Rebel Moms: The Off-Road Map for the Off-Road Mom

iUniverse
2
Free sample

Modern motherhood has changed; it isnt just frilly aprons, mini-vans, and soccer practice anymore. You are a modern moma rebel momready to raise your kids while running a successful business, starting a band, or finding your voice, while doing the things you love and fighting for what's right. Even so, the path to epic mom rebellion is not always easy. Meet the women who have seen, conquered, and survivedmaking a difference, doing things their own way and on their own terms. They are activists, teachers, veterans, firefighters, pin-ups, fast food workers, tattoo artists, and more. A rebel mom has no set definition beyond her tendency to elude definition. These women, from varying places and backgrounds, have seen it all: divorce, abuse, depression, and disability. They have succeeded and raised children with tough grins on their faces. Are you a new or expecting mother? Are you a mother who's fed up with the super-mom/super-woman myth? Or are you a pro whos been there and done that, but would still love to learn from other rebel moms? Its never too late to learn a new trick, and motherhood is never the same for anyone. Cultures change, as do child-rearing practices, but certain aspects of being a mom are universal and timelesslove, support, and strength. The rebel moms have mastered the art of motherhood, and you can embrace the revolution.
Read more

About the author

Davina Rhine is a political activist that lives in Texas with her amazing family. She loves veggie BBQs, archaeology, dinosaurs, espresso, and aspires to be a professor of women's studies. She has written work published by: Altar Magazine of NYC, The Women's Press, Women's United Nations Report Network, the Feminist Review, and more. She's been a featured mom in local mags like Dallas Child, and the Advocate. Her work was published in the book anthology If Women Ruled the World by Inner Ocean Press. Jeffrey Levine of Tupelo Press has called her work, "strong and propulsive." Rebel Moms is her first book, and her next book The Chronicles of the Pharaoh's Daughter will be released early 2012. As a biographer and rock 'n' roll historian, she is currently writing The Authorized Biography of Janis Martin: The Female Elvis. You can check out her musings at Rebellion Press.com and on Facebook.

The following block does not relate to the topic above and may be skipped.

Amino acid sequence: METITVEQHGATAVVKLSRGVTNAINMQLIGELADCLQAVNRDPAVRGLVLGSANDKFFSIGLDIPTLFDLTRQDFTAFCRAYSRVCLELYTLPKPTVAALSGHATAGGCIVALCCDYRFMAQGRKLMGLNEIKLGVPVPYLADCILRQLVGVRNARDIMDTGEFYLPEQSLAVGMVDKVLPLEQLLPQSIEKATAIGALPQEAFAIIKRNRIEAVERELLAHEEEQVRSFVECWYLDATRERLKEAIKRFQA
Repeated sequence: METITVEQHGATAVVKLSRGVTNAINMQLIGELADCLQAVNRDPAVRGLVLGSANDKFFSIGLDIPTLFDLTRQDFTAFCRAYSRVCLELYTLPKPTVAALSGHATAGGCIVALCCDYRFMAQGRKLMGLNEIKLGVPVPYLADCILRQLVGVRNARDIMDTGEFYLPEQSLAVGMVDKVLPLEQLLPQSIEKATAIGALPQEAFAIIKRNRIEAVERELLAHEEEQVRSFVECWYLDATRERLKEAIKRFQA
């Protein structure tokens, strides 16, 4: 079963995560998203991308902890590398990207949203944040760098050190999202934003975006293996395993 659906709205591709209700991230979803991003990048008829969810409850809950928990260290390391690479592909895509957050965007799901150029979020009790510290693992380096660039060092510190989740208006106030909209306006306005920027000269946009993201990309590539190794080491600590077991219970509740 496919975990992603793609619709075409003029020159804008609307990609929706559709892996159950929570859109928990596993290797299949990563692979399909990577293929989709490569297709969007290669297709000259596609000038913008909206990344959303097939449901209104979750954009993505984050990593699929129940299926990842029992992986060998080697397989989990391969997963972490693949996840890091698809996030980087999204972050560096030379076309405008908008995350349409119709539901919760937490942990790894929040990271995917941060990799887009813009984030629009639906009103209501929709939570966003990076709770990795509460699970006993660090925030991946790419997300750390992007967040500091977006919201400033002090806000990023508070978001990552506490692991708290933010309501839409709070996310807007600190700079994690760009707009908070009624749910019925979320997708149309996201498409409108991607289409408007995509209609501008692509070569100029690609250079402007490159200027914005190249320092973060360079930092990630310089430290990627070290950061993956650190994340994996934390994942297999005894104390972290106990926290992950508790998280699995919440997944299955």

Read more
5.0
2 total
Loading...

Additional Information

Publisher
iUniverse
Read more
Published on
Nov 18, 2011
Read more
Pages
628
Read more
ISBN
9781462026524
Read more
Read more
Best For
Read more
Language
English
Read more
Genres
Social Science / Women's Studies
Read more
Content Protection
This content is DRM protected.
Read more

Reading information

Smartphones and Tablets

Install the Google Play Books app for Android and iPad/iPhone. It syncs automatically with your account and allows you to read online or offline wherever you are.

Laptops and Computers

You can read books purchased on Google Play using your computer's web browser.

eReaders and other devices

To read on e-ink devices like the Sony eReader or Barnes & Noble Nook, you'll need to download a file and transfer it to your device. Please follow the detailed Help center instructions to transfer the files to supported eReaders.
“I am most grateful for two things: that I was born in North Korea, and that I escaped from North Korea.”

Yeonmi Park has told the harrowing story of her escape from North Korea as a child many times, but never before has she revealed the most intimate and devastating details of the repressive society she was raised in and the enormous price she paid to escape.